Recent findings suggest teacher librarians’ morale and related sense of job security may be low. If schools and policy-makers wish to improve students’ literacy outcomes, they should invest in school libraries and our dual-qualified teacher librarians.
The link below is to an article that looks at Instagram tips for Librarians.
The link below is to an article that takes a look at the health implications of being a female librarian in the Victorian era.
For more visit:
The link below is to an article that takes a look at the question, ‘what does a librarian do.’ Hint – the answer is not, ‘not very much.’
For some years we have been researching the how, why and wherefore of exhibitions of Australian art. We have tracked down retired curators and art museum directors, recording their memories before they fade.
We have crossed the country to see exhibitions. But most of the time we have been buried in archives and libraries. While large public libraries are excellent for general research, those small specialist libraries attached to state and national art museums are our essential tools of trade.
With the exception of the Edmund and Joanna Capon Research Library at the Art Gallery of New South Wales, these libraries are by appointment only. All the meticulously researched exhibitions of Australian and international art depend on their museum libraries – they track down works of art and tease out ideas from distant publications.
These libraries are our treasure trove. The Art Gallery of New South Wales press cuttings book goes back to the 1890s. There are international art journals dating from the 1890s, invitations to every imaginable exhibition, annual reports from the most unlikely places – as well as transcripts of scandalous court cases.
Most art museum libraries hold material associated with their own collections and exhibitions. Two institutions, however, have made their libraries international research hubs. At the Art Gallery of New South Wales, a succession of librarians have collected archives from Australian artists, curators and institutional records. The renamed National Art Archive is central to the proposed Sydney Modern Project.
For many years its secret weapon has been the head librarian, Steven Miller, the author of scholarly books and erudite blog posts while the visual resources librarian, Eric Riddler, has an uncanny ability to track down obscure archival photographs and identify the protagonists.
At the National Gallery of Australia in Canberra, James Mollison, its first Director, knew that an outstanding research library was an essential tool in positioning the gallery as an international leader. He acted accordingly in funding the library. When he was a young education officer at the National Gallery of Victoria, he had access to the specialist records that have been expanded into the Shaw Research Library, presided over by the ever helpful Luke Doyle.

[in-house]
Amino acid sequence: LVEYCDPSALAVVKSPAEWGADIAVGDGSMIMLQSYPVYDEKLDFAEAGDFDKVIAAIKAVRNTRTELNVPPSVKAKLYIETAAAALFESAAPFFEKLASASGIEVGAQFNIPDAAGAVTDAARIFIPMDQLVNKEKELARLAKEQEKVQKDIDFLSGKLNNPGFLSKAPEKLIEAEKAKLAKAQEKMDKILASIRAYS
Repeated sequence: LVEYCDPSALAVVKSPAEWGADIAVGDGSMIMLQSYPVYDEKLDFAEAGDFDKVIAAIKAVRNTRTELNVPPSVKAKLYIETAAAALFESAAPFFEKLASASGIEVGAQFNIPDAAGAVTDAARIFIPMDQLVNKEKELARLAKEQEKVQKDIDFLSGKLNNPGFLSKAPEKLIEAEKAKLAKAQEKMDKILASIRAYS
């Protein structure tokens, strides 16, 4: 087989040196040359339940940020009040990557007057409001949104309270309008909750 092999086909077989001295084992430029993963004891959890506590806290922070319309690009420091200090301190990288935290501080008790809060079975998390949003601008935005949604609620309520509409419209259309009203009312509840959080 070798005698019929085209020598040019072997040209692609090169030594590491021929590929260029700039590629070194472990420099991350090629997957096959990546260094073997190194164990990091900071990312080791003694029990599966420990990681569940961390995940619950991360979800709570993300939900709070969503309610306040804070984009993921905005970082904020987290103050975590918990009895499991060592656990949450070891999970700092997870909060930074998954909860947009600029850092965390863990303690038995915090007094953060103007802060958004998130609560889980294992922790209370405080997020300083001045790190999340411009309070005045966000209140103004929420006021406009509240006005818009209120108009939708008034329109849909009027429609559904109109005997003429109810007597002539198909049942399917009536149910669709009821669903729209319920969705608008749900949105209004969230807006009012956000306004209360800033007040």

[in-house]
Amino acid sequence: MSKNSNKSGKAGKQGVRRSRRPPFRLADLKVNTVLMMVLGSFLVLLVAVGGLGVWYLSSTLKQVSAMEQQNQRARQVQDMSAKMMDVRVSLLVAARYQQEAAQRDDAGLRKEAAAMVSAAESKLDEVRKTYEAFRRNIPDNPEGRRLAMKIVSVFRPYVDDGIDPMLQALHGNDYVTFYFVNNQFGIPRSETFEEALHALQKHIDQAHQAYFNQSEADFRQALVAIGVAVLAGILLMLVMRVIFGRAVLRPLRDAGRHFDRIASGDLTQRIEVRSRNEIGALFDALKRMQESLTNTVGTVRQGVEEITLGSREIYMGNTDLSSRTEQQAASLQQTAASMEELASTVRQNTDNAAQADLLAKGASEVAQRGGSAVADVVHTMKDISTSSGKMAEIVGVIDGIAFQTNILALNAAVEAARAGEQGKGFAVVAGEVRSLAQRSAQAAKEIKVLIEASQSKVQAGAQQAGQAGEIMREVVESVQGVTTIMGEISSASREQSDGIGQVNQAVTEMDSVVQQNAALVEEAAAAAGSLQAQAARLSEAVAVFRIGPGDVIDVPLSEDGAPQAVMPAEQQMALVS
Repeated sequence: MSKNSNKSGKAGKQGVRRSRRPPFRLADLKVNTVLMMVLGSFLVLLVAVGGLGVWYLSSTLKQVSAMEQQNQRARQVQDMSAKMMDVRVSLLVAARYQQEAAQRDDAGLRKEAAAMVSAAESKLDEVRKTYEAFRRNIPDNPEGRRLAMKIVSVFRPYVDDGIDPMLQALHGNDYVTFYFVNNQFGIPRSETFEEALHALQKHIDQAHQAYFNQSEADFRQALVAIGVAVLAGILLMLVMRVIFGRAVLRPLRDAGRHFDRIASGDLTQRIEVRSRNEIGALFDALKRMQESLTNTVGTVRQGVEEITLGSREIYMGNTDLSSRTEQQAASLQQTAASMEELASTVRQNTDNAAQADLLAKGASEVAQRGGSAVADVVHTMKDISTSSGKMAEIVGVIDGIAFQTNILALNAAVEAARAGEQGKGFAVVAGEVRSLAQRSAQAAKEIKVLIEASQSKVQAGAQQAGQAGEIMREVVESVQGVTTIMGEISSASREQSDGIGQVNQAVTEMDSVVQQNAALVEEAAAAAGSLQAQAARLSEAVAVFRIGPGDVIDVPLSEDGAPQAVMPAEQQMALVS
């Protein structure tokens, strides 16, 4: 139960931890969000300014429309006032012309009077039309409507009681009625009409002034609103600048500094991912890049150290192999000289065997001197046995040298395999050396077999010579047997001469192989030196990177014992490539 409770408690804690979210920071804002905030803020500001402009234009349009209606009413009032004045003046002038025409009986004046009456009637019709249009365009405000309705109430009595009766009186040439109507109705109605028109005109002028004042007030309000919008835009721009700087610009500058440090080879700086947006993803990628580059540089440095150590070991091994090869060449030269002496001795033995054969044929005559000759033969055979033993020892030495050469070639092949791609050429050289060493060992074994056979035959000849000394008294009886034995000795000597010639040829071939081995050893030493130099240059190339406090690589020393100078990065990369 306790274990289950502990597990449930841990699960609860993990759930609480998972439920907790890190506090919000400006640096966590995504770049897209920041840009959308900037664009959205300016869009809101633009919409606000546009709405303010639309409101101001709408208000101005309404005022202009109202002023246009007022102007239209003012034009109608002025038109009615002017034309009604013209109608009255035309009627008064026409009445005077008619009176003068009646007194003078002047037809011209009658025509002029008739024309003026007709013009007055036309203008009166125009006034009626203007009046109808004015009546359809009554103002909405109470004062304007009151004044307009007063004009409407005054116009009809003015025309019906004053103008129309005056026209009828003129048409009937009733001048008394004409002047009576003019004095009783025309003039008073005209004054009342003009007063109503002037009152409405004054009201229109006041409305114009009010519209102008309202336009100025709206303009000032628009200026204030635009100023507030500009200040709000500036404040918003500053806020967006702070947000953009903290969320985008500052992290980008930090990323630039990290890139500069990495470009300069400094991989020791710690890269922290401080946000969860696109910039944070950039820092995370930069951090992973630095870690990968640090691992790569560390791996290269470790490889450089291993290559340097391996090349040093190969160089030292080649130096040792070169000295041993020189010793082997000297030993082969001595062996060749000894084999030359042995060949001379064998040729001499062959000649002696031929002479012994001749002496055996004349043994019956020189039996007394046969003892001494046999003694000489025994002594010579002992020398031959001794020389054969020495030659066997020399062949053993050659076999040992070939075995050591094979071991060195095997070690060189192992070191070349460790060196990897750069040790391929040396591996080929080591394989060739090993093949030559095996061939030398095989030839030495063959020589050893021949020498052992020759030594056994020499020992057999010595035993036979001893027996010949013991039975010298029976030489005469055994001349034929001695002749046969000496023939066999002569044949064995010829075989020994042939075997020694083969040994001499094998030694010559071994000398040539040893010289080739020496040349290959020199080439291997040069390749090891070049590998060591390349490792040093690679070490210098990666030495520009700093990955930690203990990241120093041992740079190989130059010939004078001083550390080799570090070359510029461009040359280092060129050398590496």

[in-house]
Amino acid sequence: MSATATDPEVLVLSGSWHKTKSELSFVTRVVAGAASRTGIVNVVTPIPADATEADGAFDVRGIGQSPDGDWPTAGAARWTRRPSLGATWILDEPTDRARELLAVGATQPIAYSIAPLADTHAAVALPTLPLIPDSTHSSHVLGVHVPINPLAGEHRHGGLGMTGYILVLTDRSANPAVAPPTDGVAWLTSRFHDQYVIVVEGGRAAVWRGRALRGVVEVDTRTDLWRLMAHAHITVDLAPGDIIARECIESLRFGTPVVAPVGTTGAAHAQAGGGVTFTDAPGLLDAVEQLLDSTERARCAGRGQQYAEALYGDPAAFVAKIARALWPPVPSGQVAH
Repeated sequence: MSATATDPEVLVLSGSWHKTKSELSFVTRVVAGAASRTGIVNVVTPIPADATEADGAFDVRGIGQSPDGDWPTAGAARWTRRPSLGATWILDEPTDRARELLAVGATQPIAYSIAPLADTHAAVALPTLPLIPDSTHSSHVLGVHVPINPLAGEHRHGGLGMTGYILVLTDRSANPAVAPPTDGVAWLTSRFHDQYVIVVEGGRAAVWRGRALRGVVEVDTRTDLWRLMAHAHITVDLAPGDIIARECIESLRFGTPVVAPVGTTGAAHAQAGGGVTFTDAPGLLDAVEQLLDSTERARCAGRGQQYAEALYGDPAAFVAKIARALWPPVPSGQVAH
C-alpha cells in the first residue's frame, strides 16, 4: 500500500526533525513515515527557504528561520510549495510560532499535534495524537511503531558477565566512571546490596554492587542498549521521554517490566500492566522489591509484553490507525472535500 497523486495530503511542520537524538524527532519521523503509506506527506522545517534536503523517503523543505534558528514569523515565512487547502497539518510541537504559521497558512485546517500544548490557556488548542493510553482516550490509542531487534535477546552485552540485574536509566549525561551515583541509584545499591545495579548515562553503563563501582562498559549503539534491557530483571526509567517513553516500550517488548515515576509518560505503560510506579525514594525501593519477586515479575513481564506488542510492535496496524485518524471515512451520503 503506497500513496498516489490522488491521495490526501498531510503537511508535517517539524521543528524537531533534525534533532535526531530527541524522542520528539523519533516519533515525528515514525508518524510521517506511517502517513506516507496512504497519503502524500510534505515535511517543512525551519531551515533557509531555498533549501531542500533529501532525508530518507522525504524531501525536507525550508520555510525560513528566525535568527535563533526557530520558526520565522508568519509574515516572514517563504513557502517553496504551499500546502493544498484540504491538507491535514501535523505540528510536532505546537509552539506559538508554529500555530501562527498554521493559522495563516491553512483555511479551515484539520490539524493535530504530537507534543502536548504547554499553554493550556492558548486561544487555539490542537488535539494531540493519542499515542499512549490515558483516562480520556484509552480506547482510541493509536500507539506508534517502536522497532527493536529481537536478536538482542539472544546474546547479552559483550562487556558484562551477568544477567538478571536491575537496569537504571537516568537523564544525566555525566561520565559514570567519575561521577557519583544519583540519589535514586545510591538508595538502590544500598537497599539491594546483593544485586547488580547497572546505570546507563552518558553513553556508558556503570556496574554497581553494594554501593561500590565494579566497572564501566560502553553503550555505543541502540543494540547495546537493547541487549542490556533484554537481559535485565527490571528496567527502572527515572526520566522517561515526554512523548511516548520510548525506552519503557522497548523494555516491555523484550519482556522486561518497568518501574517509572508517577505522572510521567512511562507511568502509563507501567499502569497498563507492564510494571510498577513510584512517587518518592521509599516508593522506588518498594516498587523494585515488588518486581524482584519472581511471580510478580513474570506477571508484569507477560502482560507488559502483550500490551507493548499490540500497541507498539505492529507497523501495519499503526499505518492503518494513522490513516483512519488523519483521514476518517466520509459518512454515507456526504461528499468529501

Thanks to Mollison’s foresight, for almost 40 years the catalogues, books and archives at the National Gallery of Australia have been the envy of those who don’t live in the city. The monetary value is A$37 million, but the worth is much more.
The Chief librarian, Joye Volker, and the senior librarian, Helen Hyland, are both well-known to interstate and international visitors who have have benefited from their detailed knowledge of the collections. Their assistance to researchers has extended to sending digital versions of archives meticulously recorded over many years.
The retired Betty Churcher wrote most of her book, Australian Notebooks (2014), in the library, while Sasha Grishin’s Australian Art: a History (2014) says of Joye Volker and her staff: “It would not have been possible to complete this book without their assistance.”
When the Federal Government announced in September it was eliminating 63 positions from national cultural organisations, both Volker and Hyland were “let go”. With the “natural attrition” from other staff, this means the National Gallery library is now only open four days a week. Tough times mean hard decisions.
But libraries without librarians are just storerooms. Specialist librarians can make apparently tangential leaps and suddenly produce a raft of documents that give answers to questions the researcher is yet to ask.
As well as hard copy resources, when we visited Queensland’s Gallery of Modern Art Research Library Jacklyn Young and Cathy Pemble-Smith gave ready access to digital files and data bases. Specialist research librarians save months of time for hard pressed academic researchers and curators.
At the Art Gallery of South Australia Jin Whittington is surely one of the state’s living treasures with her specialist knowledge and generous spirit, answering constant queries on the finer details of the archive and library. Specialist librarians and archivists are crucial for primary research.
At the recent Art Association of Australia and New Zealand annual conference, the subterranean topic of conversation was the very future of the National Gallery’s library. Budget cuts may lead to its holdings being transferred to the equally under-resourced National Library.
Anthony White, president of the association, which represents art historians, curators and artists, said:
The art-specific knowledge that art librarians provide, as well as their unique expertise in advanced research skills, are indispensable for those historians, critics and curators who are opening new avenues in thinking about global visual cultures that speak to contemporary concerns.
This sorry tale is not unique to art, or even to Canberra. It is a part of the inevitable consequences of a succession of “efficiency dividends” by the Commonwealth Government which is placing public institutions on a diet akin to anorexia.
Joanna Mendelssohn, Associate Professor, Art & Design: UNSW Australia. Editor in Chief, Design and Art of Australia Online, UNSW Australia; Catherine De Lorenzo, Honorary associate professor, UNSW Australia, and Catherine Speck, Professor, Art History;, University of Adelaide